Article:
Henry Thompson (veterinary surgeon)

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Henry Thompson, author and vetinerary surgeon

Henry Thompson (MRCVS) (Member of the Royal College of Veterinary Surgeons, 1836–1920) was a founder member of the Aspatria Agricultural Society, the Aspatria Agricultural Cooperative Society and the Aspatria Agricultural College.

Early life and education

Henry Thompson was born at Allonby, Cumberland, on 9 September 1836, the youngest of seven children, his father a poor country tailor, earned 9s (45p) per week. At the age of thirteen Thompson became apprentice to Joseph Slee, a Maryport druggist, working from four in the morning to nine in the evening. He later moved to Whitehaven to learn veterinary practice under John Fisher, the most qualified veterinary surgeon in Cumberland. After a further two years learning the basic practical skills associated with the equerry business at Carlisle, he enrolled at the Edinburgh Veterinary College, where he studied under Professor William Dick (1793–1866), the founder of the Royal (Dick) School of Veterinary Studies. After five years of intensive study he graduated with several coveted qualifications; the Diploma of the Highland and Agricultural Society, the examination of the Royal College of Veterinary Surgeons, and the Royal Diploma. He became one of only two veterinary surgeons in Cumberland, to hold both Diploma's by examination. He obtained many academic distinctions including two silver medals for Anatomy and Physiology, and both first and second class certificates for Chemistry, Histology and Pathology.[1]

Agricultural progress

On 4 June 1860, he arrived at Aspatria with ‘half-a-crown’ (12.5p) in his pocket to take up the position of junior partner in the towns veterinary practice. He befriended Sir Wilfrid Lawson, 2nd Baronet of Brayton and together they became two of the prominent members of the Wigton, and later Aspatria Farmers Club. In 1869, along with William Norman and John Twentyman, the ‘dauntless three’ as they became known, he organised the annual Aspatria Agricultural Show. In the following year the trio founded the Aspatria Agricultural Cooperative Society and in 1874 they established the Aspatria Agricultural and Commercial School, later renamed the Aspatria Agricultural College. In 1893, after the sale of the Agricultural School the outgoing directors and shareholders acknowledged his many hours of unpaid tuition with the presentation of a piano, and a gold watch.[2]

Professional triumphs

He had many professional triumphs. He was one of the first to experiment with salt as a dressing on the land as a means of destroying insect pests. During his experiments he also discovered that salt acted as a deterrent to other parasitic and microbial diseases, such as ‘red water’ in cattle.[3] He also anticipated the cure of milk fever in cattle,[4] a discovery later attributed to the Danish biologist Karl Schmidt. In 1895 he enjoyed a degree of success in the treatment of foot and mouth, having seen many cases of the disease, and noted the heavy loss of cattle particularly when calving. As a writer he was an authority on veterinary and agricultural matters. For over forty years he edited the periodical, ‘North British Agriculturist’. His book entitled, Elementary Veterinary Science for Agricultural Students, Farmers, and Stock-Keepers, remains an authoritative text book 120 years after its first publication (1895) and is available in paperback form today. It went into seven editions, and was translated and referred to by all sides in the Great War. ‘Greens’ encyclopaedia (the leading authority of the day), contained thirty-six articles appearing under his name.[5]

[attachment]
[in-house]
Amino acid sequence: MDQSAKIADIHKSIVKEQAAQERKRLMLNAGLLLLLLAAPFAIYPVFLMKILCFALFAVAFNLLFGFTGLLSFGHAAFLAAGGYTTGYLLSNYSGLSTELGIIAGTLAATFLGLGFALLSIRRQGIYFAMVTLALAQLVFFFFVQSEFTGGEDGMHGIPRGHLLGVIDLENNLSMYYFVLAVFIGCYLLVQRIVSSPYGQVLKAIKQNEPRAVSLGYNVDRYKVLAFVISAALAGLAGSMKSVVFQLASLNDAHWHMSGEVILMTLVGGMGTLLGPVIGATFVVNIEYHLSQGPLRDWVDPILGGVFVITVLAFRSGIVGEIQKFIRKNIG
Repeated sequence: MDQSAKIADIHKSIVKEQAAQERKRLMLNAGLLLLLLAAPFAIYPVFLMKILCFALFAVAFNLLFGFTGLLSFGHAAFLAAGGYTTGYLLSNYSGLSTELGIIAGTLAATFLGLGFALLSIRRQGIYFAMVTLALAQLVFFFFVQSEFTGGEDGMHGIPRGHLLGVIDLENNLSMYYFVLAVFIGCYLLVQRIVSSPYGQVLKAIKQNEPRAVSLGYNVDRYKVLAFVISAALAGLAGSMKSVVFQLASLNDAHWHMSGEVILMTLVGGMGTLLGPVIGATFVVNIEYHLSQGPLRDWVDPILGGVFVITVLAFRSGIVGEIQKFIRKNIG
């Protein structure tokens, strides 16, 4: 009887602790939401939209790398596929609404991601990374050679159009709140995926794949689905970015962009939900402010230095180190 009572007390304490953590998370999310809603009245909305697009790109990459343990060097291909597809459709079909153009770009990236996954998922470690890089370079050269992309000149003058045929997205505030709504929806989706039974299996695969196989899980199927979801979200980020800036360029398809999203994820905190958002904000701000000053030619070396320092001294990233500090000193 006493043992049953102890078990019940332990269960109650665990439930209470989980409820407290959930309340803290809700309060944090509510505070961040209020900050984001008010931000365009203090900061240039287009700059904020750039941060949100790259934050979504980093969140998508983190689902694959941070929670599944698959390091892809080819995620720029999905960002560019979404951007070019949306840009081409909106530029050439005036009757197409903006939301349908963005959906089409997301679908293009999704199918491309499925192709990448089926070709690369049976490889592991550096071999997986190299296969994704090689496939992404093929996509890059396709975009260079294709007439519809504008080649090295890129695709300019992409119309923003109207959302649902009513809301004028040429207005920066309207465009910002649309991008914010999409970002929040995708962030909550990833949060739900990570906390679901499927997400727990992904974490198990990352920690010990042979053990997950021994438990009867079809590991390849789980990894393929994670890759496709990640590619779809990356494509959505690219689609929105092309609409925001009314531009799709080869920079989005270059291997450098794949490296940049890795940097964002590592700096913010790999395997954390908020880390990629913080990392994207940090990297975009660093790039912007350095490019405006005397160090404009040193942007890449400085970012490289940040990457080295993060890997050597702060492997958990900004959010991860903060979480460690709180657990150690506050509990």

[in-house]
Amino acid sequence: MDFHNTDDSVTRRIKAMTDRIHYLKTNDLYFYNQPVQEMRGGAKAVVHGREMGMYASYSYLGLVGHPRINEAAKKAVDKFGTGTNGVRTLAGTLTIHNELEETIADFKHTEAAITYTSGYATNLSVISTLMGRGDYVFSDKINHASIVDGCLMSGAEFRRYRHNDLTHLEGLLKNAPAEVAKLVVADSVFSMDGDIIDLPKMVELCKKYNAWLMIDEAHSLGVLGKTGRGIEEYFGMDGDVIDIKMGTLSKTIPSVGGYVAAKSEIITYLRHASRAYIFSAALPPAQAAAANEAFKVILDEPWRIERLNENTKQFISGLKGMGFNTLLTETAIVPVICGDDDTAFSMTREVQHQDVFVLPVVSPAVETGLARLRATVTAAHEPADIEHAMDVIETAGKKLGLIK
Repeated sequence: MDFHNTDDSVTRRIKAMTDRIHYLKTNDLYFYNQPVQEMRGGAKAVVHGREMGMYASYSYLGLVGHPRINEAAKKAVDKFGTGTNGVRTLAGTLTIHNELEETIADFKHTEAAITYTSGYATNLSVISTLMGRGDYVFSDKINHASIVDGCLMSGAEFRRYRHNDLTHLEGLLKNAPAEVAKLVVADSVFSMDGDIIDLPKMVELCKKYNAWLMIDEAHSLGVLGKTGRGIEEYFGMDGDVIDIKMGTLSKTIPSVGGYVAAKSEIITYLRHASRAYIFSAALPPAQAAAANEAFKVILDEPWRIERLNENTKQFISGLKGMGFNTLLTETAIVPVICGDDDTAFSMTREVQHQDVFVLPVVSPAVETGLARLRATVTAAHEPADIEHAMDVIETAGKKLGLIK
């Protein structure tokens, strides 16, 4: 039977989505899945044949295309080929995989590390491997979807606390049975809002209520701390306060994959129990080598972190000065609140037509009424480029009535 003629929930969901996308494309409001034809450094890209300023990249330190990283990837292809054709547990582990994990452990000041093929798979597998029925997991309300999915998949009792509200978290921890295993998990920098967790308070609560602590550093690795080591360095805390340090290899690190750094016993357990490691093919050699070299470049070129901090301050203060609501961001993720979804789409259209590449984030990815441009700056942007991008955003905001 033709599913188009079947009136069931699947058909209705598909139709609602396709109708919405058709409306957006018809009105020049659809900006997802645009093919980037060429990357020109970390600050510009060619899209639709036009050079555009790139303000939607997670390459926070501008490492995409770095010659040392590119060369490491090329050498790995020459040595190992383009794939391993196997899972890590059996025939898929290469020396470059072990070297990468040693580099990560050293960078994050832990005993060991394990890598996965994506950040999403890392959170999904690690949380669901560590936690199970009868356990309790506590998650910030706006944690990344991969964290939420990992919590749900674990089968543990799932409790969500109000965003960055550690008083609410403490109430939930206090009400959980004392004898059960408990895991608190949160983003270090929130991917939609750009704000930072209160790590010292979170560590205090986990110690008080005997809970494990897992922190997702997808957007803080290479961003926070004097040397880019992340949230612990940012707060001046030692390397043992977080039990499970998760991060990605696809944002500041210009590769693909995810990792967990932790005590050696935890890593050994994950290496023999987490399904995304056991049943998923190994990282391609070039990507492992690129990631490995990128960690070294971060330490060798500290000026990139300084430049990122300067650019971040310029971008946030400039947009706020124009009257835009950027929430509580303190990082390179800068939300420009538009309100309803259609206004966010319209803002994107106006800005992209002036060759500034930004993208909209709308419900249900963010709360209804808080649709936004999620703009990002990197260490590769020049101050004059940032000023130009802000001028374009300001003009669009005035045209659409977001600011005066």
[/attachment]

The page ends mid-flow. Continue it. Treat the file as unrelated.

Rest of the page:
Civic responsibilities

There were many examples of his civic work. He was a member of the Aspatria Urban District Council, the Wigton Board of Guardians; a Director of the West Cumberland Dairy Company, and the Aspatria Gas Works. He was president of the Aspatria RUFC, a trustee of the Aspatria National Schools; a founder member of the Aspatria Volunteer Fire Brigade. He was also a collector of public subscriptions initiated to erect the districts first footpaths. He was secretary of the Aspatria Agricultural College, the Cumberland Steam Ploughing Society and the Aspatria Model Building Society. He was also a member of the Council of Veterinary Associations, and the secretary to the Aspatria Agricultural Cooperative Society, for over fifty years. He was also an authority on the Cumbrian dialect.[6]

Public recognition

Harry Thompson preached the gospel of cooperation at every available opportunity and never tired of demonstrating its value to farmers. He succeeded in combating their apathy and their individuality, and worked for the society with a singleness and purpose that no monetary value ever did or could compensate. After the death of the ‘Grand Old Man of Cumberland Farming’ the following tribute appeared in the pages of the ‘Wheatsheaf’ magazine.

"There is no name more honourable in the records of agricultural co-operation than that of Henry Thompson of Aspatria Cumberland. Although a visionary surgeon and a leading authority on the pathology of animals for sixty years he found time not only to act as secretary of the Aspatria Agricultural Society, but also to champion the cause with his pen."


  1. ^ West Cumberland Times 21 July 1920
  2. ^ West Cumberland Times 12 August 1893
  3. ^ Thompson (1840), p.265
  4. ^ Thompson (1840), pp.314-5
  5. ^ West Cumberland Times 21 July 1920
  6. ^ West Cumberland Times 21 July 1920


  • Henry Thompson MRCVS (1840). Elementary Veterinary Science For Agricultural Students, Farmers And Stock-Keepers. London. 
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